Even a casual Reggie Miller fan knows about when he scored eight points in 8.9 seconds against the New York Knicks in 1995. It’s legendary.
But you may have forgotten when the Indiana Pacers great first made his name as a clutch performer in another historic playoff game against the Knicks on June 1, 1994.
On this day 25 years ago, the Pacers trailed the Knicks by 12 points heading into the fourth quarter of Game 5 of the 1994 Eastern Conference finals. That’s when Miller unleashed 25 points in one quarter in one of the greatest performances of his Hall-of-Fame NBA career.
Miller’s stream of shots silenced the raucous crowd at Madison Square Garden and he taunted movie director Spike Lee — a huge Knicks fan — with his hands-around-his-throat choke sign.
Indiana outscored New York 35-16 that quarter to notch a 93-86 victory and take a 3-2 lead in the series. Miller scored 39 points for the game.
It was truly “Miller Time.”
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Four years ago, SI.com posted a piece by Jack McCallum in which he recounted that quarter shot by shot, adding a little commentary from Miller along the way.
Here’s a sampling:
“You gotta understand, this is a little tough for me,” Miller told McCallum. “Not this particular game, of course, but memories of the whole series. I don’t like to think about it.”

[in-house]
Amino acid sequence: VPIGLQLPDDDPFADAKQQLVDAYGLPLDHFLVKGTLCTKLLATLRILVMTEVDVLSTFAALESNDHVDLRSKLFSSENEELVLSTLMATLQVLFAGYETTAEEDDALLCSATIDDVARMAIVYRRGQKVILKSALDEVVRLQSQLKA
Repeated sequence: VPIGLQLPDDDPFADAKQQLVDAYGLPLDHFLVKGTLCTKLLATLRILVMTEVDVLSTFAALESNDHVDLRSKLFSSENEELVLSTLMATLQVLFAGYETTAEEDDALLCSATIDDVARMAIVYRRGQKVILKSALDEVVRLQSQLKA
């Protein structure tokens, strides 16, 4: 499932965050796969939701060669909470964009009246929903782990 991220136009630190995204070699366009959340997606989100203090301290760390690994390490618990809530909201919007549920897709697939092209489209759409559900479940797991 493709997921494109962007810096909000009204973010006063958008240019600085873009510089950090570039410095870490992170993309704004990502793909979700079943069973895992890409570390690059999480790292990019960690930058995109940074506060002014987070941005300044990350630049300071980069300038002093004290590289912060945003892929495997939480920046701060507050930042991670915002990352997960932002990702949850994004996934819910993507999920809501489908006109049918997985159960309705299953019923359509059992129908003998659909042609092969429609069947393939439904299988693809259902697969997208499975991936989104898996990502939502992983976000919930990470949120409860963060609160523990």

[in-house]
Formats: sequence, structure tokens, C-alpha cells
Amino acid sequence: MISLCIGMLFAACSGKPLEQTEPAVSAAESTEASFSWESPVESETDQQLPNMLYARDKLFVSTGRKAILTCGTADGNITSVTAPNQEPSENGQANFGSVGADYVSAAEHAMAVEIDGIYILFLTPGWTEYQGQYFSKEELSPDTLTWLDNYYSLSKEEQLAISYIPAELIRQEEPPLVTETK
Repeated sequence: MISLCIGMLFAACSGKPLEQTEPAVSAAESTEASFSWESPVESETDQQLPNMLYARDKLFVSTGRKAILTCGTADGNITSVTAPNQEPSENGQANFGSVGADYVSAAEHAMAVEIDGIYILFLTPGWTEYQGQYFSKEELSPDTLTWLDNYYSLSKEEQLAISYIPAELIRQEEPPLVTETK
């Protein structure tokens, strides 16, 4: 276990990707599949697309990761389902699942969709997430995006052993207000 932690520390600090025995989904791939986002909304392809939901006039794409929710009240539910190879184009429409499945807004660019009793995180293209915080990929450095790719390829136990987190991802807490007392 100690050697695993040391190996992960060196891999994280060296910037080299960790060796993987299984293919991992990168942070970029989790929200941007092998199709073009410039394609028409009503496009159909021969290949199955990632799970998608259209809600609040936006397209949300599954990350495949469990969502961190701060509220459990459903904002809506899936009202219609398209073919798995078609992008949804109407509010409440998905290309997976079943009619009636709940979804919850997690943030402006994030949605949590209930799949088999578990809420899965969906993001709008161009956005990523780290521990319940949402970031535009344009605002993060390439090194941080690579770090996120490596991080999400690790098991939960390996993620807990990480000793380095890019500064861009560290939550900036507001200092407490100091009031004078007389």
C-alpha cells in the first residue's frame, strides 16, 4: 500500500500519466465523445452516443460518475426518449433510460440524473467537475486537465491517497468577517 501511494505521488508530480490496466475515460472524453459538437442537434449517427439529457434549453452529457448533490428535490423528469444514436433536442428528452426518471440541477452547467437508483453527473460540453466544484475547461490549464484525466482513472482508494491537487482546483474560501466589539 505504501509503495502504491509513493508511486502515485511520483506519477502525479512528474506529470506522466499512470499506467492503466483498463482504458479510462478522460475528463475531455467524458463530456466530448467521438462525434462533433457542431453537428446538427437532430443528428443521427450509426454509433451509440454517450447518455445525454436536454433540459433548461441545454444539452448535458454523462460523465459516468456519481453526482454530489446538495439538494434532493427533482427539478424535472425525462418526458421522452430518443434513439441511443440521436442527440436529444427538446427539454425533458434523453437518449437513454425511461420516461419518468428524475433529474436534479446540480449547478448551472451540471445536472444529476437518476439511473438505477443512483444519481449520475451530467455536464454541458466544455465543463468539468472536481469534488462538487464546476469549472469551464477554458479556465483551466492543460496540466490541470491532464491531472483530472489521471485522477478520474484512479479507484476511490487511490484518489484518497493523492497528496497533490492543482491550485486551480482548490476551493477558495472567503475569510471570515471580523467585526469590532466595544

“On that night, in the fourth period, the Pacer guard changed the weather pattern in New York City by raining jump shot after jump shot upon the heads of the dazed Knicks,” McCallum wrote.
“Game 5 confirmed Miller’s status as the league’s premier practitioner of the ancient art of jump shooting. … He made jumpers from both sides of the court, off the dribble and from behind screens, in heavy congestion and far from the madding crowd. One of his three-pointers was a what-the-hell heave from about 27 feet, but it was still a classic Miller jumper, arms extended above the head, elbow on the shooting arm (the right) slightly askew, eyes following the ball. “
Miller had an amazing career. The spindly 6-7, 190-pound shooting guard was enshrined in the Hall of Fame in 2012. A five-time NBA All-Star, he scored over 25,000 points in his career and is second in league history with 2,560 3-pointers. He also won a gold medal with the 1996 U.S. Olympic team (Dream Team II).
Unfortunately, he never ended up winning an NBA championship, although he did lead the Pacers to the NBA Finals in 2000, where they lost the Los Angeles Lakers 4-2.
And that playoff series against the Knicks 25 years ago also fell short. The Pacers were defeated in seven games.